This can be illustrated by comparing the `range`

and `xrange`

built-ins of Python 2.x.

Both `range`

and `xrange`

represent a range of numbers, and have the same function signature, but `range`

returns a list while `xrange`

returns a generator (at least in concept; the implementation may differ).

Say, we had to compute the sum of the first `n`

, say 1,000,000, non-negative numbers.

```
# Note: Python 2.x only
#using a non-generator
sum_of_first_n = sum(range(1000000))
# using a generator
sum_of_first_n = sum(xrange(100000))
```

Note that both lines are identical in form, but the one using `range`

is much more expensive.

When we use `range`

we build a 1,000,000 element list in memory and then find its `sum`

. This is a waste, considering that we use these 1,000,000 elements just to compute the sum.

This waste becomes more pronounced as the number of elements (our `n`

) becomes larger, the size of our elements become larger, or both.

On the other hand, when we use `xrange`

, we do not incur the cost of building a 1,000,000 element list in memory. The generator created by `xrange`

will generate each number, which `sum`

will consume to accumulate the sum.

In the case of the “`range`

” function, using it as an iterable is the dominant use-case, and this is reflected in Python 3.x, which makes the range built-in return a generator instead of a list.

Note: **a generator will provide performance benefits only if we do not intend to use that set of generated values more than once**.

Consider the following example:

```
# Note: Python 2.x only
s = sum(xrange(1000000))
p = product(xrange(1000000))
```

Imagine that making a integer is a very expensive process. In the above code, we just performed the same expensive process twice. In cases like this, building a list in memory might be worth it (see example below):

```
# Note: Python 2.x only
nums = list(xrange(1000000))
s = sum(nums)
p = product(nums)
```

However, a generator might still be the only way, if the storage of these generated objects in memory is not practical, and it might be worth to pay the price of duplicated expensive computations.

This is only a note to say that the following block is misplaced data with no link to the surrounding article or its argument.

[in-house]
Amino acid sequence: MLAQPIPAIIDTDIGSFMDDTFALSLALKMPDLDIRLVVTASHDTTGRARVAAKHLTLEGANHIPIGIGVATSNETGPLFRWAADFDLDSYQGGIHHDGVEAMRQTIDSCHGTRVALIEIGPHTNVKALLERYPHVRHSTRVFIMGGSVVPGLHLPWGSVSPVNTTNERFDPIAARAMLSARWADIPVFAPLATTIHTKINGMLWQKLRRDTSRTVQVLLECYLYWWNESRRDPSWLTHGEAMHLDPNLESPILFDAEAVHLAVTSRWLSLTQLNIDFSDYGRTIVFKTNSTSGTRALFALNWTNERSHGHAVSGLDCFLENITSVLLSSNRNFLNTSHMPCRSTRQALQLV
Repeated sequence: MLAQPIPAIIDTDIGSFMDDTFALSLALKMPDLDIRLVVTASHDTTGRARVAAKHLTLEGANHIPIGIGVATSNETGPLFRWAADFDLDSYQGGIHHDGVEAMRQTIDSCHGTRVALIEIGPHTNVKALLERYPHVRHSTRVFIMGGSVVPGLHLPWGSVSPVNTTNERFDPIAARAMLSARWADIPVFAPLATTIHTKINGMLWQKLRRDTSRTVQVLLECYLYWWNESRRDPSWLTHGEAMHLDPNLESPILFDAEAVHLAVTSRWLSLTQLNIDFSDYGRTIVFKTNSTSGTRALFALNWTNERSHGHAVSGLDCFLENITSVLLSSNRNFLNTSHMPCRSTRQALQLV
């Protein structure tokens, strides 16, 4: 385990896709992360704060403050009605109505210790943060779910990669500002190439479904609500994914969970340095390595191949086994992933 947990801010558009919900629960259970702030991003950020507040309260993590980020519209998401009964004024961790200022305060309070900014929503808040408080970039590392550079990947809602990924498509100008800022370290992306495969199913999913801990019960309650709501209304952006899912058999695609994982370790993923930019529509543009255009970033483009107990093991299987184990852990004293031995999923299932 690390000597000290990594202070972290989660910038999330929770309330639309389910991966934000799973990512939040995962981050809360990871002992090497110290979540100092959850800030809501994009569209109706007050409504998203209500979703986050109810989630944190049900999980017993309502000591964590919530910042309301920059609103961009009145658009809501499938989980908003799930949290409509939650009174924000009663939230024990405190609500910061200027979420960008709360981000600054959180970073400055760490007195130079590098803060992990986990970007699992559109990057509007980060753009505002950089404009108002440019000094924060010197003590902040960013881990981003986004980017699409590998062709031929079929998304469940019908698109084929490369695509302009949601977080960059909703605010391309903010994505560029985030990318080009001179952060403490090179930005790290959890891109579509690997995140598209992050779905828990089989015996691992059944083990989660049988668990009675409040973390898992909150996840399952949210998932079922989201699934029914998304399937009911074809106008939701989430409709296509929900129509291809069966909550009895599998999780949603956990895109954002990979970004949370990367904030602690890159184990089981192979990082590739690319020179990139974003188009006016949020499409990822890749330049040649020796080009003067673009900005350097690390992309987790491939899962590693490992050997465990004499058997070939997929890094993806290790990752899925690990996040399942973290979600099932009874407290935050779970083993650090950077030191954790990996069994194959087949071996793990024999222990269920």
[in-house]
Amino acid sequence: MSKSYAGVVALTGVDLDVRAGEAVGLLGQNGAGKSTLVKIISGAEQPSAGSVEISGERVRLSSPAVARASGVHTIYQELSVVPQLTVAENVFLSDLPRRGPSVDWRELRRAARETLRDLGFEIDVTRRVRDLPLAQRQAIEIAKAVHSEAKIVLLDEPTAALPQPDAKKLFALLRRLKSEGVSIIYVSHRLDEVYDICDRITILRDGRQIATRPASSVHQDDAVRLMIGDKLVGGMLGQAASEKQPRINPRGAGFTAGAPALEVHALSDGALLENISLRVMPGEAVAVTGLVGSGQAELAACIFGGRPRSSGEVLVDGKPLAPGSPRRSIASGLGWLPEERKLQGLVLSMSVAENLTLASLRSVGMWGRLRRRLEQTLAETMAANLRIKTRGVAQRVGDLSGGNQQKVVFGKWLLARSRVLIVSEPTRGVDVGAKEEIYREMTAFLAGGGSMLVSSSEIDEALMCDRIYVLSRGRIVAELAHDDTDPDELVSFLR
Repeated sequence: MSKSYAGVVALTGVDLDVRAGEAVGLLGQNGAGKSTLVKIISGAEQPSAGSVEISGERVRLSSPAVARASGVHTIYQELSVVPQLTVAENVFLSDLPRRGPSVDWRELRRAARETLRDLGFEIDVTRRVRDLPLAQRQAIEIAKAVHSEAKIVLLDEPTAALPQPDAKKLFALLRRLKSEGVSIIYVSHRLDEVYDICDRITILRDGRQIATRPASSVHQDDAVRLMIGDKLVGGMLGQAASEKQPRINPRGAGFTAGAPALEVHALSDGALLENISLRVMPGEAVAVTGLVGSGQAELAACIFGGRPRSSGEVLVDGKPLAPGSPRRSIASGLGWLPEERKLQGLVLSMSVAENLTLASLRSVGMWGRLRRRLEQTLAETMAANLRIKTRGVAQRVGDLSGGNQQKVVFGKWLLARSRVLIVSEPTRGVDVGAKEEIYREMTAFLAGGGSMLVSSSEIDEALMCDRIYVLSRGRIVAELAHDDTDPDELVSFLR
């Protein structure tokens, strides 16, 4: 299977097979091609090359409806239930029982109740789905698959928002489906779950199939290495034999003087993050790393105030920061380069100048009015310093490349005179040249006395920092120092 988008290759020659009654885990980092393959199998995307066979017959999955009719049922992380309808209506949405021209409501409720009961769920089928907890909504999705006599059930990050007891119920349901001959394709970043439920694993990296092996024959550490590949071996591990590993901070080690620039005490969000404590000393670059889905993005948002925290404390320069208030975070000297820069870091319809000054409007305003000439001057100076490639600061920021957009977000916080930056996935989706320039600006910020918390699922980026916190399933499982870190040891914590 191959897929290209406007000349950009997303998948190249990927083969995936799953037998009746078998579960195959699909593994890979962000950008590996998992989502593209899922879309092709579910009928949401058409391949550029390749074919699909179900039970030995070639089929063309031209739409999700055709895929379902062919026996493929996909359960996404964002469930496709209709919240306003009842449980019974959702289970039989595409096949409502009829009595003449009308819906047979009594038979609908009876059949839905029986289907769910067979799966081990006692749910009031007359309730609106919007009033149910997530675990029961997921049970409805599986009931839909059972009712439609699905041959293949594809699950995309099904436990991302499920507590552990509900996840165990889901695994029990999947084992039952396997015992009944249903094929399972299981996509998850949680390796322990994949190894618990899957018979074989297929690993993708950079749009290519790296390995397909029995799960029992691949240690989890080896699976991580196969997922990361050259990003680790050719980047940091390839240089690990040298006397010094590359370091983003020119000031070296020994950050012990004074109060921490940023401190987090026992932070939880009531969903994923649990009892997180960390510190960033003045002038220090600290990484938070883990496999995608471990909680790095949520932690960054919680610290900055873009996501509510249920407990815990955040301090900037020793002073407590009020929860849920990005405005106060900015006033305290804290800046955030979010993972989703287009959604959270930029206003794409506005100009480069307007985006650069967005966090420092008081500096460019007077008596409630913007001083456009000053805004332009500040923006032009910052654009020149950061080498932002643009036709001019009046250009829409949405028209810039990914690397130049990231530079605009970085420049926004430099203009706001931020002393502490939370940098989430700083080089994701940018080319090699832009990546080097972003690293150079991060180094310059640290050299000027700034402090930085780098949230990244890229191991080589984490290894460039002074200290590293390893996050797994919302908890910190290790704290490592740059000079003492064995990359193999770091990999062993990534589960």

## Examples

For example, the `RangeGenerator`

can be used to iterate over a large number of values, without creating a massive list (like `range`

would)

```
#the for loop will generate each i (i.e. 1,2,3,4,5, ...), add it to total, and throw it away
#before the next i is generated. This is opposed to iterating through range(...), which creates
#a potentially massive list and then iterates through it.
total = 0
for i in irange(1000000):
total += i
```

Generators can be composed. Here we create a generator on the squares of consecutive integers.

```
#square is a generator
square = (i*i for i in irange(1000000))
#add the squares
total = 0
for i in square:
total += i
```

Here, we compose a square generator with the `takewhile`

generator, to generate squares less than 100

```
#add squares less than 100
square = (i*i for i in count())
bounded_squares = takewhile(lambda x : x< 100, square)
total = 0
for i in bounded_squares:
total += i
```

## Discussion

I once saw MikeOrr demonstrate Before and After examples. But, I forget how they worked.

Can someone demonstrate here?

He did something like: Show how a normal list operation could be written to use generators. Something like:

```
def double(L):
return [x*2 for x in L]
eggs = double([1, 2, 3, 4, 5])
```

…he showed how that, or something like that, could be rewritten using iterators, generators.

It’s been a while since I’ve seen it, I may be getting this all wrong.

```
# explicitly write a generator function
def double(L):
for x in L:
yield x*2
# eggs will be a generator
eggs = double([1, 2, 3, 4, 5])
# the above is equivalent to ("generator comprehension"?)
eggs = (x*2 for x in [1, 2, 3, 4, 5])
# need to do this if you need a list
eggs = list(double([1, 2, 3, 4, 5]))
# the above is equivalent to (list comprehension)
eggs = [x*2 for x in [1, 2, 3, 4, 5]]
```

For the above example, a generator comprehension or list comprehension is sufficient unless you need to apply that in many places.

Also, a generator function will be cleaner and more clear, if the generated expressions are more complex, involve multiple steps, or depend on additional temporary state.

Consider the following example:

```
def unique(iterable, key=lambda x: x):
seen = set()
for elem, ekey in ((e, key(e)) for e in iterable):
if ekey not in seen:
yield elem
seen.add(ekey)
```

Here, the temporary keys collector, `seen`

, is a temporary storage that will just be more clutter in the location where this generator will be used.

Even if we were to use this only once, it is worth writing a function (for the sake of clarity; remember that Python allows nested functions).